We Have Lift Off!July 6, 2015
I was driving past Glasgow Airport the other day, the runway loaded with planes all set to jet off to weather better than we were presently experiencing. I had a flashback to a few years previously, to a time when I’d dropped my in-laws off there when they were going on holiday. On the way home, just as I had left the airport and was about to join the M8, a strange and beautiful coincidence took place.
The iPod, on shuffle, turned up a terrific Weller remix, just as a 737 raked itself into the sky directly above my head. Its skyscraping rumble, combined with the vapour around the engines and coupled with the low setting west of Scotland sun created a spectacular scene, all haze and shimmer and very reminiscent of the TV pictures I remember when Concorde took its first few flights.
Back then, those images were almost always accompanied by the mellow throb of Albatross, it’s faraway bluesy meander the perfect soundtrack to the aeroplane in flight. Here in the 2st century, what I was looking at was accompanied instead by a dubby, spacey, magnificent clatter, all bleeps and whooshes and laden with all manner of shiny studio effects.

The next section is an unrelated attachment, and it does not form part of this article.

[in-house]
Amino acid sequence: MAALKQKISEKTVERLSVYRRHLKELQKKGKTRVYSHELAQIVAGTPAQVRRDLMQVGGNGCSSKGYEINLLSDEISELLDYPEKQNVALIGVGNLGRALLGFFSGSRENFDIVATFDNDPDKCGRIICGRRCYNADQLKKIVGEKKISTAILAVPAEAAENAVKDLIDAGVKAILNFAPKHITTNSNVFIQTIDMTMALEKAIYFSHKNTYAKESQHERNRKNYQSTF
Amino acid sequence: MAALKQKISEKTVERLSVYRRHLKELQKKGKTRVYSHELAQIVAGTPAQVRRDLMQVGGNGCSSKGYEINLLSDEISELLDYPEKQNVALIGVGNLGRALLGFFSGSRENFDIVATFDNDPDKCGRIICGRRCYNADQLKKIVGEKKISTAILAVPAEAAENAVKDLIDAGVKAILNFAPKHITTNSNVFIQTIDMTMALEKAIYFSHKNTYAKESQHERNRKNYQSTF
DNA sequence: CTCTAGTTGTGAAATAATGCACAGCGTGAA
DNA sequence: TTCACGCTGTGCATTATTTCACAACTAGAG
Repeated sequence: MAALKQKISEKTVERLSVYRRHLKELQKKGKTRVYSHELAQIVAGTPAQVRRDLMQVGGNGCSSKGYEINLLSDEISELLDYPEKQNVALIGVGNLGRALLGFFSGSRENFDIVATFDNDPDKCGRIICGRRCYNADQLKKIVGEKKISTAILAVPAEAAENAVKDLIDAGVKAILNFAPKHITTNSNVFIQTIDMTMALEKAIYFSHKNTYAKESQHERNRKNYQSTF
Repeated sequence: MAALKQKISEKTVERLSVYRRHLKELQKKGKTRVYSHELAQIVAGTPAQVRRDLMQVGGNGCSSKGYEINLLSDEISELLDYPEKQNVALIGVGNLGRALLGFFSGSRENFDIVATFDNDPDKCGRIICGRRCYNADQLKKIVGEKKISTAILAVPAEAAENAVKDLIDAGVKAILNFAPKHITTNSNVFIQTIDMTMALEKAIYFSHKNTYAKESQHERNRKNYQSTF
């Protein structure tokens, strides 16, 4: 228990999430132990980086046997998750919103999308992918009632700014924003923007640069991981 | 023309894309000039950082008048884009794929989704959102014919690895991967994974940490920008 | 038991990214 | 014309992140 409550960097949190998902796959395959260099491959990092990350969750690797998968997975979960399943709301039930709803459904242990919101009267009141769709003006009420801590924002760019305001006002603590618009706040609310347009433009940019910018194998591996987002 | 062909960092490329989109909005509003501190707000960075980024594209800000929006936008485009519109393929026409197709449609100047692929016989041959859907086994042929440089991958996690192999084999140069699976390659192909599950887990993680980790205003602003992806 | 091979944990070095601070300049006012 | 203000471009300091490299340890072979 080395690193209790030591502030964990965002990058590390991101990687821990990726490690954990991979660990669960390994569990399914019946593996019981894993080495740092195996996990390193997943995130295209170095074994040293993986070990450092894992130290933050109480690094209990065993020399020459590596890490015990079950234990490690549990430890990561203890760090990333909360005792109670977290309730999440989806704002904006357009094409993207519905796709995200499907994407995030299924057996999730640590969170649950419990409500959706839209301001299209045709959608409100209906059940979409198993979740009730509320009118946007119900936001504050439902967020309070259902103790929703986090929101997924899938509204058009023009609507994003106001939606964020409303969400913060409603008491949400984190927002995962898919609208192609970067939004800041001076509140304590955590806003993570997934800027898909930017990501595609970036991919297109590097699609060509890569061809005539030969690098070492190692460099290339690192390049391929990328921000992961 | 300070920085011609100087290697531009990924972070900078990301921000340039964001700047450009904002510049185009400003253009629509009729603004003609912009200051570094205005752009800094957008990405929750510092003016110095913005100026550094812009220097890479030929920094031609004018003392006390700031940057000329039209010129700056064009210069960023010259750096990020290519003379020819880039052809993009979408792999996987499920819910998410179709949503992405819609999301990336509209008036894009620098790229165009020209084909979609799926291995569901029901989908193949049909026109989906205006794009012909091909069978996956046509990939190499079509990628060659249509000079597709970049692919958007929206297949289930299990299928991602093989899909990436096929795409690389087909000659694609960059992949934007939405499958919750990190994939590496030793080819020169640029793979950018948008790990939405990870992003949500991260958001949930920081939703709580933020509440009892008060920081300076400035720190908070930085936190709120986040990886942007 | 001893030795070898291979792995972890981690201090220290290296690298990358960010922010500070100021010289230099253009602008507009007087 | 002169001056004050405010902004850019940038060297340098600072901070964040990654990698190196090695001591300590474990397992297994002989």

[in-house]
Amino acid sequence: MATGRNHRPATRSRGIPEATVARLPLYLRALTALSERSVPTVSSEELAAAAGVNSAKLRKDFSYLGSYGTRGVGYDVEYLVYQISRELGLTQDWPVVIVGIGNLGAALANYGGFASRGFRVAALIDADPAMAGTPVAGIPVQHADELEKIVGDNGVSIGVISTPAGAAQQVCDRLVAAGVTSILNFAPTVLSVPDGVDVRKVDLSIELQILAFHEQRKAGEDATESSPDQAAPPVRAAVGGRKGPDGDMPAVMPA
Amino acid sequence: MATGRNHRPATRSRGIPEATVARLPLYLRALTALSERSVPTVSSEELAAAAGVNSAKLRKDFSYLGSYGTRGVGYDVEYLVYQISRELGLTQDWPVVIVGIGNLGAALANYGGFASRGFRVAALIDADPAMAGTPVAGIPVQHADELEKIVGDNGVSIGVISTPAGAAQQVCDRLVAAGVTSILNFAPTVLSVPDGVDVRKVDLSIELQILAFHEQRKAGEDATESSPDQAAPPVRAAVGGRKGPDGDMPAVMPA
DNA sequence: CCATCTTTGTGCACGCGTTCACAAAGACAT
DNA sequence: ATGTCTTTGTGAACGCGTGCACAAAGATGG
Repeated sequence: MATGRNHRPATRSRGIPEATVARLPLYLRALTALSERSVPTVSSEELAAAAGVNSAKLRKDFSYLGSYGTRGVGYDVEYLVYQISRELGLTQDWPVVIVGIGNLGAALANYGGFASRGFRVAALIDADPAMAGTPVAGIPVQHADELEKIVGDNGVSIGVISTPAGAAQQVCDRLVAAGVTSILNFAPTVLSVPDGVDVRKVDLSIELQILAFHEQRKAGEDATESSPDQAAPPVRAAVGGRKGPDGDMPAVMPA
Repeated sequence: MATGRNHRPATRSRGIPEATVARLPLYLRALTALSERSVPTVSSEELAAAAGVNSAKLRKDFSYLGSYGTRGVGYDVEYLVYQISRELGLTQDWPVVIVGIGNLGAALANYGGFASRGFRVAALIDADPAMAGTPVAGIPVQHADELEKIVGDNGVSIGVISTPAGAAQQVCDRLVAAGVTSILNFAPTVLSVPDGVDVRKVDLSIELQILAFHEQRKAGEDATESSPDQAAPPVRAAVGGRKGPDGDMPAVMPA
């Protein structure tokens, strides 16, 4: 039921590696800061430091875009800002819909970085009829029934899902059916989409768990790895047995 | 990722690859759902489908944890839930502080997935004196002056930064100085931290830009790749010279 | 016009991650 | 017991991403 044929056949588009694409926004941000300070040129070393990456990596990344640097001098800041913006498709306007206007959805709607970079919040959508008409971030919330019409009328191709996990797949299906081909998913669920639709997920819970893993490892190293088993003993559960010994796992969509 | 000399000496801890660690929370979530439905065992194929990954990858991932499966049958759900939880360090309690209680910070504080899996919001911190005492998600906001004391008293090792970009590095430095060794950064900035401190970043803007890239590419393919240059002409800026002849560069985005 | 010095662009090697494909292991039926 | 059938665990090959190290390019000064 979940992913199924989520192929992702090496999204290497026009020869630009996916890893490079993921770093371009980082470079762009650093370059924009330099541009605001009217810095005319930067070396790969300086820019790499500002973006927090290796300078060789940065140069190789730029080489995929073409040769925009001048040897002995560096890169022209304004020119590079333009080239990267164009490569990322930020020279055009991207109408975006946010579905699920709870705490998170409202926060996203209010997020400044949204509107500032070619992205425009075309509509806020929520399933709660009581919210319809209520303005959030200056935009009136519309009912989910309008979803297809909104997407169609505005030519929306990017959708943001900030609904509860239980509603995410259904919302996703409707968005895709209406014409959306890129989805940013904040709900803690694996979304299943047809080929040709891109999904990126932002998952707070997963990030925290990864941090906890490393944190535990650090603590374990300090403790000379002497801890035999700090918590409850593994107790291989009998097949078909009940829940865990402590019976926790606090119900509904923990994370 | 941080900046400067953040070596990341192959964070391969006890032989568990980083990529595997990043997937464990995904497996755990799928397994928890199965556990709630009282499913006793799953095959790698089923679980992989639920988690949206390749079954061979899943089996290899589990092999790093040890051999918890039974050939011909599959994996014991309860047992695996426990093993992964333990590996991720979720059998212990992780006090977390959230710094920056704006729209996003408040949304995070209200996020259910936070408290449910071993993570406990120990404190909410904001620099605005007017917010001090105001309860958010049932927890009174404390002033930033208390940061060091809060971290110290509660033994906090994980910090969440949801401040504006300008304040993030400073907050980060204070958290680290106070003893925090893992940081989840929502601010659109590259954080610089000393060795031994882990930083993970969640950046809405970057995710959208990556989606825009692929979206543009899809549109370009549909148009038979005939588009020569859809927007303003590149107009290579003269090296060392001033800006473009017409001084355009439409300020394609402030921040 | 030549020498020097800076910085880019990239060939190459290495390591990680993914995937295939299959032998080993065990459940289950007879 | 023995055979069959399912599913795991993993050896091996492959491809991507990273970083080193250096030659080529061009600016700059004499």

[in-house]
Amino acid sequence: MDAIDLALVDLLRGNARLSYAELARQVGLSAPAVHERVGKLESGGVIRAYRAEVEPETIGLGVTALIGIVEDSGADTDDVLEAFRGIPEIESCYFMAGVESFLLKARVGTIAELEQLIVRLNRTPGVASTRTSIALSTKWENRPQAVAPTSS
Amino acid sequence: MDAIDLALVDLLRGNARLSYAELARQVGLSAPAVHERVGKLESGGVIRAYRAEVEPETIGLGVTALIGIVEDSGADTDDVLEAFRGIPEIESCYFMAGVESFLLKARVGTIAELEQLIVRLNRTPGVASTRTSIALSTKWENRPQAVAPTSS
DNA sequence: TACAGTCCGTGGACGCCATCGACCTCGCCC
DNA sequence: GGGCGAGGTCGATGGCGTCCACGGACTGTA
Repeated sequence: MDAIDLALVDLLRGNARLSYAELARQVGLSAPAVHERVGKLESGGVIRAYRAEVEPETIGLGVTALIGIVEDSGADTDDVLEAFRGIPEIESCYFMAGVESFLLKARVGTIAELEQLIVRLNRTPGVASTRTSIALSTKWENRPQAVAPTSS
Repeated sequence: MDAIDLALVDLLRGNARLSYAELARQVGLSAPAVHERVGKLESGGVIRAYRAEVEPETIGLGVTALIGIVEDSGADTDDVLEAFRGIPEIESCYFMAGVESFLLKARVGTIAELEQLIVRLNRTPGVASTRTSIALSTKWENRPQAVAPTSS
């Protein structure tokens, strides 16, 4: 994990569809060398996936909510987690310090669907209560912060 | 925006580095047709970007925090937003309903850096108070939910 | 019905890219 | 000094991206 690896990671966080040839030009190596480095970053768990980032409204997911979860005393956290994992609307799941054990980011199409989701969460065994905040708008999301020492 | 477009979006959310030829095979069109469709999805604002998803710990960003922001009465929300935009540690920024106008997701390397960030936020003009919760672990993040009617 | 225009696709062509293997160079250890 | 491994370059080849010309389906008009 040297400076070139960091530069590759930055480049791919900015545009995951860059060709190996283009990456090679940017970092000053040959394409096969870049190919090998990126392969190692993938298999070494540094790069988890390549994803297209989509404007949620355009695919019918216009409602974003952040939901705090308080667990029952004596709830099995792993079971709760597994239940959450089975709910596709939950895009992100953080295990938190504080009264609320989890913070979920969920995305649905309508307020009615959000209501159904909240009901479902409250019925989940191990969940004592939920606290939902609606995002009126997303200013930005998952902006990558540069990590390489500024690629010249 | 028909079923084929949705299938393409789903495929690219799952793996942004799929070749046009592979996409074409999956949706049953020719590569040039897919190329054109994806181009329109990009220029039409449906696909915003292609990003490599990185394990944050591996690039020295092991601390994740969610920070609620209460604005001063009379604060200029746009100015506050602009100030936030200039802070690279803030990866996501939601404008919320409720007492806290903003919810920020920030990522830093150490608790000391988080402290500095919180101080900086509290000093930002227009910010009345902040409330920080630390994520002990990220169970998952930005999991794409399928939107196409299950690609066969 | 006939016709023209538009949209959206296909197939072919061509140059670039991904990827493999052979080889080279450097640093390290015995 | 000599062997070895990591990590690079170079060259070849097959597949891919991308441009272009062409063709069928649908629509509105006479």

The track in question was the Lynch Mob Bonus Beats remix of Kosmos and it was thrilling. Call it corny or whatever, but it was a perfect moment.
Kosmos (Lynch Mob Bonus Beats)
We have lift off.
Kosmos (SXDUB 2000)
Almost a beatless version to the busy Bonus Beats mix above.
Kosmos (Original album version)
This is a terrific version, the track that brought his first solo LP to a close. D. C. Lee is all over it, competing for space with some tasteful funk guitar.
Those Lynch Mob productions were a staple part of Paul Weller’s releases in the early-mid 90s. And unlike the artist himself, who these days is going for a look akin to Andy Warhol as played by Robert Carlyle, they’ve aged spectacularly well.
I’ve lived with his latest LP, Saturns Pattern (no apostrophe, tsk) since it’s release and to be honest I’m just not really feeling it. To these ears it’s a wee bit flat and one dimensional, trying too hard to be the equal of the last few LPs and spoiled by the odd mockney vocal and what ‘ave ya. In the cold light of day, it’s nowhere near as good as the kaleidoscopic sonic palettes evident on the preceding triptyche.
It has its moments – the angry man squall of White Skies, in itself an Asda priced sanitisation of all his recent best bits, Whole Lotta Love bass lines ‘n all, the chicken scratch Meters-lite Pick It Up and the fuzzy, meandering Phoenix, but while it’s not a bad LP, it’s not one of Weller’s finest. I’m sure, a year or so down the line when he looks back in retrospect, he’ll tell you the same himself.
Console yourself instead with another Lynch Mob-produced spacey remix from 1984.
Eye Of The Storm, b-side of the Peacock Suit single.